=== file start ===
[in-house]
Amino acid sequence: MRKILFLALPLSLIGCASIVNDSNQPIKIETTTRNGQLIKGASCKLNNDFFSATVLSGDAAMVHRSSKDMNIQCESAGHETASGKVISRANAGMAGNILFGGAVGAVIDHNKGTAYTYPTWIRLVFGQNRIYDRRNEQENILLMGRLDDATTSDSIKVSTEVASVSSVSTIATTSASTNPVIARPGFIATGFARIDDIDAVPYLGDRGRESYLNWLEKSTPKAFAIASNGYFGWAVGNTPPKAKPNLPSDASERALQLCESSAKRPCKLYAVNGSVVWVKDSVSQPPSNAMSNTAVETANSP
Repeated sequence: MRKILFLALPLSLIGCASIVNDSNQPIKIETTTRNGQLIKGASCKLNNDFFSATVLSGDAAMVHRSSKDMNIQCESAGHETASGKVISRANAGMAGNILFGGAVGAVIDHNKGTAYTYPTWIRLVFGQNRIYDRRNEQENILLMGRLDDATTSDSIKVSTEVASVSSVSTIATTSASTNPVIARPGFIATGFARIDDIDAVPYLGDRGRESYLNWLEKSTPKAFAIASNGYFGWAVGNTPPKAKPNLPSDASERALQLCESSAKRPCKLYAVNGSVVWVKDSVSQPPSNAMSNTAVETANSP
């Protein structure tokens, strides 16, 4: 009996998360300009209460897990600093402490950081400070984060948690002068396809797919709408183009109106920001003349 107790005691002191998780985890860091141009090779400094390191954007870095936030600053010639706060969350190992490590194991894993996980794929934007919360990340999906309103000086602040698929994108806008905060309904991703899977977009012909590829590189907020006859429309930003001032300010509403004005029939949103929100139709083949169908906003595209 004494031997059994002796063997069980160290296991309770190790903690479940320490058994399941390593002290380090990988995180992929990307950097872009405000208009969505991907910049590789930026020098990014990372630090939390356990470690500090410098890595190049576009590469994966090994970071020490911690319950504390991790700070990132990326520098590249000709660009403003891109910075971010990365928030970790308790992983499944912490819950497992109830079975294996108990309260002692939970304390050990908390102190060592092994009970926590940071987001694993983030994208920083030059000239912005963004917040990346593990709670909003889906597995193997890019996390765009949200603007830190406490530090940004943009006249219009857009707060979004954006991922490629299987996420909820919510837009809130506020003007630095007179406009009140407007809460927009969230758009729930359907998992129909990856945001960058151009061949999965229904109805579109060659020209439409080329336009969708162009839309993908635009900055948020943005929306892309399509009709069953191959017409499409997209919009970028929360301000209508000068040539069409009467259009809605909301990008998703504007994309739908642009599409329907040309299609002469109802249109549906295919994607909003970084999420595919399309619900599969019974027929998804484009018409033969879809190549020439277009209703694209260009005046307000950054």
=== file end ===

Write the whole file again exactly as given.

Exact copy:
[in-house]
Amino acid sequence: MRKILFLALPLSLIGCASIVNDSNQPIKIETTTRNGQLIKGASCKLNNDFFSATVLSGDAAMVHRSSKDMNIQCESAGHETASGKVISRANAGMAGNILFGGAVGAVIDHNKGTAYTYPTWIRLVFGQNRIYDRRNEQENILLMGRLDDATTSDSIKVSTEVASVSSVSTIATTSASTNPVIARPGFIATGFARIDDIDAVPYLGDRGRESYLNWLEKSTPKAFAIASNGYFGWAVGNTPPKAKPNLPSDASERALQLCESSAKRPCKLYAVNGSVVWVKDSVSQPPSNAMSNTAVETANSP
Repeated sequence: MRKILFLALPLSLIGCASIVNDSNQPIKIETTTRNGQLIKGASCKLNNDFFSATVLSGDAAMVHRSSKDMNIQCESAGHETASGKVISRANAGMAGNILFGGAVGAVIDHNKGTAYTYPTWIRLVFGQNRIYDRRNEQENILLMGRLDDATTSDSIKVSTEVASVSSVSTIATTSASTNPVIARPGFIATGFARIDDIDAVPYLGDRGRESYLNWLEKSTPKAFAIASNGYFGWAVGNTPPKAKPNLPSDASERALQLCESSAKRPCKLYAVNGSVVWVKDSVSQPPSNAMSNTAVETANSP
């Protein structure tokens, strides 16, 4: 009996998360300009209460897990600093402490950081400070984060948690002068396809797919709408183009109106920001003349 107790005691002191998780985890860091141009090779400094390191954007870095936030600053010639706060969350190992490590194991894993996980794929934007919360990340999906309103000086602040698929994108806008905060309904991703899977977009012909590829590189907020006859429309930003001032300010509403004005029939949103929100139709083949169908906003595209 004494031997059994002796063997069980160290296991309770190790903690479940320490058994399941390593002290380090990988995180992929990307950097872009405000208009969505991907910049590789930026020098990014990372630090939390356990470690500090410098890595190049576009590469994966090994970071020490911690319950504390991790700070990132990326520098590249000709660009403003891109910075971010990365928030970790308790992983499944912490819950497992109830079975294996108990309260002692939970304390050990908390102190060592092994009970926590940071987001694993983030994208920083030059000239912005963004917040990346593990709670909003889906597995193997890019996390765009949200603007830190406490530090940004943009006249219009857009707060979004954006991922490629299987996420909820919510837009809130506020003007630095007179406009009140407007809460927009969230758009729930359907998992129909990856945001960058151009061949999965229904109805579109060659020209439409080329336009969708162009839309993908635009900055948020943005929306892309399509009709069953191959017409499409997209919009970028929360301000209508000068040539069409009467259009809605909301990008998703504007994309739908642009599409329907040309299609002469109802249109549906295919994607909003970084999420595919399309619900599969019974027929998804484009018409033969879809190549020439277009209703694209260009005046307000950054």